new to all of this

Posted on: Wed, 03/24/2004 - 8:42pm
lalow's picture
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Joined: 03/24/2004 - 09:00

I have a question. I am new here. My son is 14 1/2 months old. He has an allergy to milk which I discovered when he was as an infant. He had very bad colic and I found when I drank milk he got much worse. He wasnt gaining weight so the dr. advised me to start him on soy formula a few times a day. Any way he has a frequent ear infections from 10 months (when he weaned himself). He has eczema and doesnt sleep. Two days ago he got a hold of a piece of a nutter-butter and immediately broke out in hives. He has had that reaction once or twice to products containing milk so I assumed it was the milk but can not be possitive. I took him to the dr. for the most recent ear infection and she gave me a referral to an allergist. I am very worried. I assumed he would not have any problems because there is no history of food allergies in my family. I dont know about my husbands since he is adopted. One other thing. My baby eats very little food. He is a bottle fiend and drinks a lot of soy milk. I am trying to get him to eat more but since he is sick alot with his ears it is hard to say no when he is screaming and that is the only thing that soothes him. So my question is what is the next step? What will the allergist do? and in the mean time does it hurt him to have peanut products around as long as he doesnt eat them?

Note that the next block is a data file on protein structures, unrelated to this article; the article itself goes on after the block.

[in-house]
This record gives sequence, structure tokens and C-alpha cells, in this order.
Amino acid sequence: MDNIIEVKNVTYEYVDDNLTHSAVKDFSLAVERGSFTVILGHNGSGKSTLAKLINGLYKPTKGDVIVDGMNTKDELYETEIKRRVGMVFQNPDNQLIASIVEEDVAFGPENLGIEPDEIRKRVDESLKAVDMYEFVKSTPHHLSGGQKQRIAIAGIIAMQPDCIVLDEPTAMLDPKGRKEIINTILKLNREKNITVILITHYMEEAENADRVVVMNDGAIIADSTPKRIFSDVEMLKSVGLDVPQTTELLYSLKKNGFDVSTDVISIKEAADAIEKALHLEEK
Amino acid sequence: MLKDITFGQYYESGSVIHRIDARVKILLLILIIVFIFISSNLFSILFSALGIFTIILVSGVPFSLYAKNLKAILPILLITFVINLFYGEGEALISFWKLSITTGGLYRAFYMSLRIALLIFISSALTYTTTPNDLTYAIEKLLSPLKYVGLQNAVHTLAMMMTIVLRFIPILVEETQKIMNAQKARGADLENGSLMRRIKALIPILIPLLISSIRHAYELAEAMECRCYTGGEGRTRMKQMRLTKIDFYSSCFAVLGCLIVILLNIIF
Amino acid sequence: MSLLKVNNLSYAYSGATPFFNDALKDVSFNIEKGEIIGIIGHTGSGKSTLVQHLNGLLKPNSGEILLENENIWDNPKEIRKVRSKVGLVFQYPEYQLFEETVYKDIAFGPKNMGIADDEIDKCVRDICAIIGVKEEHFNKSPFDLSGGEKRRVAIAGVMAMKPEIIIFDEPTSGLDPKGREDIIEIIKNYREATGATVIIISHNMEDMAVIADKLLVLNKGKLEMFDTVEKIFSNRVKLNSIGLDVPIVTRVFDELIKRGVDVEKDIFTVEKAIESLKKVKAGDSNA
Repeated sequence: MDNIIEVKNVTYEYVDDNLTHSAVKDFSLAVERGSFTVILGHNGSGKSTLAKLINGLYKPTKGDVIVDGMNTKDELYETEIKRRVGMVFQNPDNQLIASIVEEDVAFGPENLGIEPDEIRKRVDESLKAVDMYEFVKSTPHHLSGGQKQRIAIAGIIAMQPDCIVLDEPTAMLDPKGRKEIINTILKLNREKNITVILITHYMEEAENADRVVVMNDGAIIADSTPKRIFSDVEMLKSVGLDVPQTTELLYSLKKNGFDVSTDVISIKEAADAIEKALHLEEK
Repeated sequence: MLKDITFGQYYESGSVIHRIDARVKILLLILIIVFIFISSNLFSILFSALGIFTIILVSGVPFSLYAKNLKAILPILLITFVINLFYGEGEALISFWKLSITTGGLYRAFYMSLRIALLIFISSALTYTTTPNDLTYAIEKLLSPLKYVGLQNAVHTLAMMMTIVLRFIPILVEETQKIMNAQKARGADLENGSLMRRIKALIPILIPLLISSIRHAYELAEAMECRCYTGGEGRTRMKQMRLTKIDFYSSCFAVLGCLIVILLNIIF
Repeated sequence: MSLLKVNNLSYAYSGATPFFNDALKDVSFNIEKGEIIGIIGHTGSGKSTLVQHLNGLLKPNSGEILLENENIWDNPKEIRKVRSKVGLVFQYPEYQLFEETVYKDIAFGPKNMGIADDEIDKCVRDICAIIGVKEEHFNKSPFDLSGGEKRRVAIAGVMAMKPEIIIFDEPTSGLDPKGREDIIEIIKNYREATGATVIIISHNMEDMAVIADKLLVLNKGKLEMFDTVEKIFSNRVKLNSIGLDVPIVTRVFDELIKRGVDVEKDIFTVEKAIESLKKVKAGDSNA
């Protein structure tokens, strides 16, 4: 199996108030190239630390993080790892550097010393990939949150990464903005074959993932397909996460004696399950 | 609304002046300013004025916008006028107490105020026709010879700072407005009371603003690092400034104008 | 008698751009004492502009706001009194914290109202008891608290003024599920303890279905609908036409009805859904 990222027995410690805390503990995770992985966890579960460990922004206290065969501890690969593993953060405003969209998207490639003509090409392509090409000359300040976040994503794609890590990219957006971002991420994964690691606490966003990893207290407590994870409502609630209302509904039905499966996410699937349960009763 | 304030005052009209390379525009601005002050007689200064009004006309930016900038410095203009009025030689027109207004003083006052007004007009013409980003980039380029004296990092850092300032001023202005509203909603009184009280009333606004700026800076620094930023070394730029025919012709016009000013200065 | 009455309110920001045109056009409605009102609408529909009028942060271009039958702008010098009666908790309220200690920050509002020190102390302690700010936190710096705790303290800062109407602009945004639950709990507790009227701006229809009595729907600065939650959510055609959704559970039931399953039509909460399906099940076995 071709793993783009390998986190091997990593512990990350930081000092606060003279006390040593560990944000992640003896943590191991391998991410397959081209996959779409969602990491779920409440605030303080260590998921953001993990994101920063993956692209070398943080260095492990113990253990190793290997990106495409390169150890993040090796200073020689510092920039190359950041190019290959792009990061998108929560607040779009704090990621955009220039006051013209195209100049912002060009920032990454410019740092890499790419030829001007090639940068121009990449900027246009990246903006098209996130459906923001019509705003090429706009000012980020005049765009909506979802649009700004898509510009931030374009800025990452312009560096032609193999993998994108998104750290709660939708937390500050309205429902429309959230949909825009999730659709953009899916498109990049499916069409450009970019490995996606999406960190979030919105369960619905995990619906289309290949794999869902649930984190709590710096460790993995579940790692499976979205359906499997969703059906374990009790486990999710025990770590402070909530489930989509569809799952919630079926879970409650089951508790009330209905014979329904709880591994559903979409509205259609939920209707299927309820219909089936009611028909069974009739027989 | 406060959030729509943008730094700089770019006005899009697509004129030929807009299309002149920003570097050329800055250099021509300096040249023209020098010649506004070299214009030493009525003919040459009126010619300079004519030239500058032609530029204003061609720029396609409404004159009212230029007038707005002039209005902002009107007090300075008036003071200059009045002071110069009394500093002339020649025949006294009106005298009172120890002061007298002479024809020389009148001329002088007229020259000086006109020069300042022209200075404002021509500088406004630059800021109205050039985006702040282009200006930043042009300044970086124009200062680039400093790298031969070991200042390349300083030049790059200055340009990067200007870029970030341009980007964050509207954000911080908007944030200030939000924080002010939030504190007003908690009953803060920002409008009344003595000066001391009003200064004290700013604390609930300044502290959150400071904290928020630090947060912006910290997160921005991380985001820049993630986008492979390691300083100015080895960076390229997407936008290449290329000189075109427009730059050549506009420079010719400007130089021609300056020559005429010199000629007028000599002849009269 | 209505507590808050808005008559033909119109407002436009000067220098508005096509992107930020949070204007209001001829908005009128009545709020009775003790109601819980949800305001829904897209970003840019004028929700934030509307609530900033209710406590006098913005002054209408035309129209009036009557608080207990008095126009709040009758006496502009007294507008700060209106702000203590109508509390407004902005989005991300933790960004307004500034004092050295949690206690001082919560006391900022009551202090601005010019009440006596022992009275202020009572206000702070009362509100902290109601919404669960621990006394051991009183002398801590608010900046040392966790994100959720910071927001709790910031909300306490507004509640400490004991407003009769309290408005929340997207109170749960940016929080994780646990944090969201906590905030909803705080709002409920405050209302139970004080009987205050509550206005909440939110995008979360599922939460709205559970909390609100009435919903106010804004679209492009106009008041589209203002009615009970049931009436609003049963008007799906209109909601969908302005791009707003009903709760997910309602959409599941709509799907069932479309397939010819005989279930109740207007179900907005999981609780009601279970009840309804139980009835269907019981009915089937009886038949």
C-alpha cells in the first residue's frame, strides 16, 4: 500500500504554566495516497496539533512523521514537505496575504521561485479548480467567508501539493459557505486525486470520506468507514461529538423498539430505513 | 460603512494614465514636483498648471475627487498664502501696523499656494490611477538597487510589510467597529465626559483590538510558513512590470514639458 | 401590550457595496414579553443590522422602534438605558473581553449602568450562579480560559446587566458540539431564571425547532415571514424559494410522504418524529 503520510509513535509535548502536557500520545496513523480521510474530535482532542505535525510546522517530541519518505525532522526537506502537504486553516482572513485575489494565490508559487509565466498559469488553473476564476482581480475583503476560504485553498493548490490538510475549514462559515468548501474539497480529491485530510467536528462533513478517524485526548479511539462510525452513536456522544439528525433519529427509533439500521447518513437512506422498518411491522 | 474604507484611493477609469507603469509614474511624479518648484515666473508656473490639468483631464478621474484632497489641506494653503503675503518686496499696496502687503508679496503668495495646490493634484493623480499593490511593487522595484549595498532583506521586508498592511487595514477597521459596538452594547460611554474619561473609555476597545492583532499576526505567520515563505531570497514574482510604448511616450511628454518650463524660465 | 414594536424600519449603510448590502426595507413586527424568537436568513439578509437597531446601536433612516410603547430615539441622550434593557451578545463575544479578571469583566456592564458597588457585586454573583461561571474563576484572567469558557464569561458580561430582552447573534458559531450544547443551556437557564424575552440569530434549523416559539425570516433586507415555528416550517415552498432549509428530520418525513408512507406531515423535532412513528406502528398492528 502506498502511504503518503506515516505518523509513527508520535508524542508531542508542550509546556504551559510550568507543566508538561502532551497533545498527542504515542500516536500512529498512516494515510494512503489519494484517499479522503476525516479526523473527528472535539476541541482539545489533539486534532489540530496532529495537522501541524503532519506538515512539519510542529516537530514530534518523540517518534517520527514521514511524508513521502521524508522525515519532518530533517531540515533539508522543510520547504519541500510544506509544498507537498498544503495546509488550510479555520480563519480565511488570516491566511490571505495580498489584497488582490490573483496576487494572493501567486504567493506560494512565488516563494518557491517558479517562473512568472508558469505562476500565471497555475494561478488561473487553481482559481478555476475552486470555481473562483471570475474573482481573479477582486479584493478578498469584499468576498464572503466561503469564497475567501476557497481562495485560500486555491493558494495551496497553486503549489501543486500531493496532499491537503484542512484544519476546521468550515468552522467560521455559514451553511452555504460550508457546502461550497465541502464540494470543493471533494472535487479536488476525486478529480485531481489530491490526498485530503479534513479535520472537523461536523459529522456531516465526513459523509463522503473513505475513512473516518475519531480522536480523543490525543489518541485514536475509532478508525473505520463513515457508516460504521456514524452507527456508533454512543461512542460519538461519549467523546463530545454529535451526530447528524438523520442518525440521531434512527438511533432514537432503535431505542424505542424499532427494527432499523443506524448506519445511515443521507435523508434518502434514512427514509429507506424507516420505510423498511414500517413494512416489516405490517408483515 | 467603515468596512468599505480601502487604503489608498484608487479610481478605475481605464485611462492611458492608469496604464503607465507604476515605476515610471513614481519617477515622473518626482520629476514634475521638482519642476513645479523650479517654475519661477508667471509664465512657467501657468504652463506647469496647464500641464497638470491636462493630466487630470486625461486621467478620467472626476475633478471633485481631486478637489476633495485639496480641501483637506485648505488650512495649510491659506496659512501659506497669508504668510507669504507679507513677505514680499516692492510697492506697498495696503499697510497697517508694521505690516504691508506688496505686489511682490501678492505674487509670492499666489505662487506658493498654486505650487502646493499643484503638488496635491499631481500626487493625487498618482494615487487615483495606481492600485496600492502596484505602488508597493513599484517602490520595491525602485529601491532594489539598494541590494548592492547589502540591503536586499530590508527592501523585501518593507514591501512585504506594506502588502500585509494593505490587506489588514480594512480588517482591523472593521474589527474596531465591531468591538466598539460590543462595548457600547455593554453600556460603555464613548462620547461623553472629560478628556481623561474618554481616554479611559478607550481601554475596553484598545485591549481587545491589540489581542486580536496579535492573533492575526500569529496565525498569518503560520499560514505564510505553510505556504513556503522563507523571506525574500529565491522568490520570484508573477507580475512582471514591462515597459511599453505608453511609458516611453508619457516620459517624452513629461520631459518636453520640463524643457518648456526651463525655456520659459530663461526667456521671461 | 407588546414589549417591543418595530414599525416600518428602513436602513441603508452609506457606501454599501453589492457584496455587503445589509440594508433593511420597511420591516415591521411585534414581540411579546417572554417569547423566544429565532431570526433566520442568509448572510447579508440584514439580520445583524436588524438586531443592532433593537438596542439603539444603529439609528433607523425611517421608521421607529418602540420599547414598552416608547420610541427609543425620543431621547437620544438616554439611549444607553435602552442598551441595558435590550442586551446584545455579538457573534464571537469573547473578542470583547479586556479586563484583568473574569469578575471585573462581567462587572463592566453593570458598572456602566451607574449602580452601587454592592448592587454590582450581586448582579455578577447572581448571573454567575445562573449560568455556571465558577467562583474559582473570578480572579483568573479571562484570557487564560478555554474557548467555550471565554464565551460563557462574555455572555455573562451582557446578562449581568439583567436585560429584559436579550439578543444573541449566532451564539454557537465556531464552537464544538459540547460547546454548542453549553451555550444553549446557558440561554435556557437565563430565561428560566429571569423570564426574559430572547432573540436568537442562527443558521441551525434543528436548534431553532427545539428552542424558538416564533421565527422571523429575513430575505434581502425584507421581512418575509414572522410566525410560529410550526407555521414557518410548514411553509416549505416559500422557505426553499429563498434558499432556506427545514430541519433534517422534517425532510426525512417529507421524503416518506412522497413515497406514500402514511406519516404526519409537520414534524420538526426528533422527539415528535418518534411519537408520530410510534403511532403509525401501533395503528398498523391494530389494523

Posted on: Thu, 03/25/2004 - 2:25am
leers's picture
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Joined: 07/09/2001 - 09:00

Welcome to the boards. I know all this is so overwhelming but as time passes it does get easier. Anyways the first thing I might advise is to check with your doctor about soy formula. There has been posts on this website about the link between soy formula and peanut allergy. Also I would definitely not eat any peanut product around your child. Some children with the allergy react by touch, smell as well as ingesting it. Browse through alot of these posts. I know when my son was first diagnosed I felt more comfort coming and reading some of the forums versus talking to my own doctor. I sometimes found that doctors find allergies such a new field because every child reacts differently and are then reluctant to give good solutions and advice. There is a post called" Unusual Places to find Peanuts" (or something like that) that you may find useful. Don't be discouraged or panic just be dilingent in your efforts to EDUCATE yourself. Knowledge is power....